Gary K. Hart, charter school architect and former California education secretary, dies at 78

 Gary K. Hart watching then Governor-elect Gray Davis at the Los Angeles Library.
Former California Education Secretary Gary K. Hart died Thursday due to complications from pancreatic cancer.
(Robert Gauthier / Los Angeles Times)
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Gary K. Hart, who served as California’s education secretary under then-Gov. Gray Davis and championed the creation of charter schools while serving as a state legislator, died Thursday at his home near Sacramento.

Hart was 78. His family said he died from complications related to pancreatic cancer.

“Gary was widely respected and admired,” Davis said on Friday. “In fact, I cannot recall a single person in Sacramento who ever said a critical word about Gary.”

Though he compiled an expansive public service record on environmental protection and women’s rights, Hart’s signature policy expertise was education. A former high school teacher, Hart’s interest in politics led him to run for seats in Congress and the Legislature — races he lost before ultimately winning an Assembly seat in 1974 representing Santa Barbara.


In 1982, he was elected to the state Senate in a district that stretched along the coast from Santa Barbara south toward Ventura and Los Angeles counties. He retired from the Legislature in 1994.

Hart’s legislative career included a number of education overhauls, including efforts to require skills testing of teachers, graduation requirements for students and limits on the size of K-12 classes. But few achievements may be remembered longer than his 1992 bill to establish charter schools, campuses funded with taxpayer dollars but allowed greater flexibility in their operations than traditional neighborhood schools.

“I didn’t view it as something that was going to be earth-shaking or have the magnitude that it has,” Hart said of his push for charter schools in a 2018 interview with the nonprofit organization EdSource.

The Democratic lawmaker’s plan made California the second state in the nation to provide for the creation of charter schools. The 1992 law called for only a limited number of sites, a small change that Hart said in 2018 he hoped would mean “a lot more focus on quality” and innovation.

The original cap on the number of schools was lifted by state officials in 1996. A quarter-century after that change, there are more than 1,300 charter schools across California, providing instruction to more than 1 in every 10 schoolchildren in the state.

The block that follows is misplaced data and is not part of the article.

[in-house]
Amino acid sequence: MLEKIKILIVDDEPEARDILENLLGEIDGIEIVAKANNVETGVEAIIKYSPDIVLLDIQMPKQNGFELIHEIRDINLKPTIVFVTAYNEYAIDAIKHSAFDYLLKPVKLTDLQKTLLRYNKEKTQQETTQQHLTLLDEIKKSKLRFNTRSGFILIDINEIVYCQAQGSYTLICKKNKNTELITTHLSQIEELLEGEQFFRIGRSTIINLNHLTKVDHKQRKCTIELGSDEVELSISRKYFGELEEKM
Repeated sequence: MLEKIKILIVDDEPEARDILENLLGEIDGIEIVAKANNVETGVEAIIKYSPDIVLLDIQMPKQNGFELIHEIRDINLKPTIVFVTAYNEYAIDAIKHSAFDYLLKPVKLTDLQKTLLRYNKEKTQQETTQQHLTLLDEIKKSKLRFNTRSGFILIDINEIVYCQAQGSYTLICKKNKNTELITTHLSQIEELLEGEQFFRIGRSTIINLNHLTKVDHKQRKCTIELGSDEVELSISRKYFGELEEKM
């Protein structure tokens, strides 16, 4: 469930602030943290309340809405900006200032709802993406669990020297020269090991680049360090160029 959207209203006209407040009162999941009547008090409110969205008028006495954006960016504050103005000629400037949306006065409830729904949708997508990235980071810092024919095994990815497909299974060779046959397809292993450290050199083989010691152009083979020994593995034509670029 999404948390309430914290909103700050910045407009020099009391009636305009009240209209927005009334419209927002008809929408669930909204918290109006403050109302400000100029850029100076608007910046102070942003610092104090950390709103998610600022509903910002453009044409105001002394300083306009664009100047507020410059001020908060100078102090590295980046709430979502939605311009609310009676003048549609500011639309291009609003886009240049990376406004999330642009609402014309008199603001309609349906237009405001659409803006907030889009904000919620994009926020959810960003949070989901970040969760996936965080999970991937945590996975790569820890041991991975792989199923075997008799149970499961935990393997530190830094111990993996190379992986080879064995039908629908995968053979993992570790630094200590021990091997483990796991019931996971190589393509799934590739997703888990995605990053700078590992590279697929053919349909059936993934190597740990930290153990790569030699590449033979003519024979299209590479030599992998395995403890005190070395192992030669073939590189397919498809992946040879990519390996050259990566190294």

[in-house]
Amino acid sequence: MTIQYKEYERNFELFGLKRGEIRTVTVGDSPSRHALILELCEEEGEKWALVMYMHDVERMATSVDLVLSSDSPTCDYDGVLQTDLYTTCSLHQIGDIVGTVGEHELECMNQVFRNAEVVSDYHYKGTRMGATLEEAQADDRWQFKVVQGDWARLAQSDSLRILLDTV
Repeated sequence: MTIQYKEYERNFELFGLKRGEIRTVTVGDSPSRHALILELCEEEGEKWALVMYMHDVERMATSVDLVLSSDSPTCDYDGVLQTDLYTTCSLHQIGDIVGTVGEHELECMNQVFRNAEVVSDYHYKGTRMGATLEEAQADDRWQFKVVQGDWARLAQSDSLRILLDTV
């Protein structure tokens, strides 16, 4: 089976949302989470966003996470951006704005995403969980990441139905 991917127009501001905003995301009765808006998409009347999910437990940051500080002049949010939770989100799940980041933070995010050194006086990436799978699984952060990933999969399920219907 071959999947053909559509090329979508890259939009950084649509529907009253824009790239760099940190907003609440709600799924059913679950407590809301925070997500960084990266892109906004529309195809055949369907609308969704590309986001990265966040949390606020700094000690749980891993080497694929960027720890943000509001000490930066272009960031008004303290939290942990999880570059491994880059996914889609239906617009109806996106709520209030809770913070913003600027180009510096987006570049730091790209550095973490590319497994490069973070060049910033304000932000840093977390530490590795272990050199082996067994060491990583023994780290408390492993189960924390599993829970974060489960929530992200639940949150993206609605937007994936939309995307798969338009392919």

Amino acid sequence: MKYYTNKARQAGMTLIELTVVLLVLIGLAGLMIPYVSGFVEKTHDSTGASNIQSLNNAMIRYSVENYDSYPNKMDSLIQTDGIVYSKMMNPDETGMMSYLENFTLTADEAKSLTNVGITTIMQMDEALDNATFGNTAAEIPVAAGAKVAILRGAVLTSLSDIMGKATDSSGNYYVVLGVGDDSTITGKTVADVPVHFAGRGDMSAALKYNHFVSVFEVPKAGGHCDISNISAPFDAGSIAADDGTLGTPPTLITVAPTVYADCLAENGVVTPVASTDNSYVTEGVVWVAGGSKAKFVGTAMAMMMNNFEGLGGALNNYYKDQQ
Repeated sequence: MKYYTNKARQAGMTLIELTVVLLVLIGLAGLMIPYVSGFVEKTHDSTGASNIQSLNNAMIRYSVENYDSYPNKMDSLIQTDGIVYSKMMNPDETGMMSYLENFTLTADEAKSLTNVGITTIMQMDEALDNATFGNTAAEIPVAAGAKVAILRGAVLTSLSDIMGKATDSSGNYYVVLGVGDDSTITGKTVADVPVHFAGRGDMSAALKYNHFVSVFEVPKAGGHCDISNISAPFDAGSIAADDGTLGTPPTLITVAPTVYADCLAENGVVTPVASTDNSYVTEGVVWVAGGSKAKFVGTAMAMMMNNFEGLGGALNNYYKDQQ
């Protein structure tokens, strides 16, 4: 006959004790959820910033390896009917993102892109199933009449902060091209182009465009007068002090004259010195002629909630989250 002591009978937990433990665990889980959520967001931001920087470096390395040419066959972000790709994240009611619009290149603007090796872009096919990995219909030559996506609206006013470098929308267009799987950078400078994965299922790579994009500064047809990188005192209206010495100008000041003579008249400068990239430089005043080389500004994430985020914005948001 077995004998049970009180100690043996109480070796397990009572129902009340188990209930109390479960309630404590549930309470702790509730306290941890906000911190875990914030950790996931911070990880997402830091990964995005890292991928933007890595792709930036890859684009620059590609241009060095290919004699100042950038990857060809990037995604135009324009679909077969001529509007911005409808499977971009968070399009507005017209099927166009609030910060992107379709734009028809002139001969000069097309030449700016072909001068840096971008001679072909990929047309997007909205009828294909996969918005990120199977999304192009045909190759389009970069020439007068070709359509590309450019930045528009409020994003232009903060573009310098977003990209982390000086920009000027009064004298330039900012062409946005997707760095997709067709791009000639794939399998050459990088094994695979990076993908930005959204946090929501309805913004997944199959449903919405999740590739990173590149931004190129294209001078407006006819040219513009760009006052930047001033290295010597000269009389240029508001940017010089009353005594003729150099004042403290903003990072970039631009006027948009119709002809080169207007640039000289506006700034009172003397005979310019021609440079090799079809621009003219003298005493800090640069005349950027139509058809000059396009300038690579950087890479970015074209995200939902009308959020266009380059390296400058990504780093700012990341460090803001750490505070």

Hart deftly navigated opposition to the charter proposal from the California Teachers Assn., getting the bill through both houses and to the desk of then-Gov. Pete Wilson, who signed it into law.


While charter schools quickly grew in popularity, some sites were mired in controversy as criticism mounted about quality control and inconsistent educational standards. In a 2019 interview with The Times, Hart said it was probably a mistake to assume that local school boards would provide adequate oversight.

“If I had to do it all over again, I’m not sure granting chartering authority to school boards makes a lot of sense,” Hart said. “It was a little bit of a pipe dream.”

Davis selected Hart to serve as his secretary of education just weeks after winning the 1998 race for governor, having run a campaign in which he promised to make public school improvements the centerpiece of his administration. The two men were roommates at Stanford University and served together in the Assembly.

“Gary was my first and arguably most important appointment as governor,” Davis said. “Education was and always will be my passion. We both believed that while only one student could be the best, every student could get better.”

The education secretary post was not well defined, a role that potentially conflicted with that of a voter-elected superintendent of public instruction and the California State Board of Education. Hart, however, was widely praised for his work and helped Davis implement the state’s first exit exam for high school seniors.

Hart left the job in 1999, having only promised the governor to serve for a year. He continued his work on education-related issues, including at the California State University Institute for Education Reform that he co-founded after his time in the Legislature. He remained in Sacramento with his wife, Cary, and their three daughters. In recent years, Hart served on the board of directors of the nonpartisan Public Policy Institute of California.